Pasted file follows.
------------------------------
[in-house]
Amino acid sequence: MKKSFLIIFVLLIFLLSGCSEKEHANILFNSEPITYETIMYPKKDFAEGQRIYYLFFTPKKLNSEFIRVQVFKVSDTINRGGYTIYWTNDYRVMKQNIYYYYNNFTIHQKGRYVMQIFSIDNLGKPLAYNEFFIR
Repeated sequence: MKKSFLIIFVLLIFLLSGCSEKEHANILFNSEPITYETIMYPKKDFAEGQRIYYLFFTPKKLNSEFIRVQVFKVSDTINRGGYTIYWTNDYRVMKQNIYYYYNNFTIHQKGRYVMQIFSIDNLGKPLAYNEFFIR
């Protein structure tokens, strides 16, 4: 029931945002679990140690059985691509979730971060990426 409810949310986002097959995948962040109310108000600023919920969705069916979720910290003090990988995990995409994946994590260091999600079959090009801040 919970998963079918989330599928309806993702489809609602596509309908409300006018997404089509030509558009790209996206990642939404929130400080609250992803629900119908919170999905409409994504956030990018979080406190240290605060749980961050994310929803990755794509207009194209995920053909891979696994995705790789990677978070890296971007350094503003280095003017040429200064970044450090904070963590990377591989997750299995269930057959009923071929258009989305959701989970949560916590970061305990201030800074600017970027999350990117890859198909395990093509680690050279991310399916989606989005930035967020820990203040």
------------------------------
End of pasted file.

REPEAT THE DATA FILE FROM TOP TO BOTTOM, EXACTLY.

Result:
[in-house]
Amino acid sequence: MKKSFLIIFVLLIFLLSGCSEKEHANILFNSEPITYETIMYPKKDFAEGQRIYYLFFTPKKLNSEFIRVQVFKVSDTINRGGYTIYWTNDYRVMKQNIYYYYNNFTIHQKGRYVMQIFSIDNLGKPLAYNEFFIR
Repeated sequence: MKKSFLIIFVLLIFLLSGCSEKEHANILFNSEPITYETIMYPKKDFAEGQRIYYLFFTPKKLNSEFIRVQVFKVSDTINRGGYTIYWTNDYRVMKQNIYYYYNNFTIHQKGRYVMQIFSIDNLGKPLAYNEFFIR
């Protein structure tokens, strides 16, 4: 029931945002679990140690059985691509979730971060990426 409810949310986002097959995948962040109310108000600023919920969705069916979720910290003090990988995990995409994946994590260091999600079959090009801040 919970998963079918989330599928309806993702489809609602596509309908409300006018997404089509030509558009790209996206990642939404929130400080609250992803629900119908919170999905409409994504956030990018979080406190240290605060749980961050994310929803990755794509207009194209995920053909891979696994995705790789990677978070890296971007350094503003280095003017040429200064970044450090904070963590990377591989997750299995269930057959009923071929258009989305959701989970949560916590970061305990201030800074600017970027999350990117890859198909395990093509680690050279991310399916989606989005930035967020820990203040």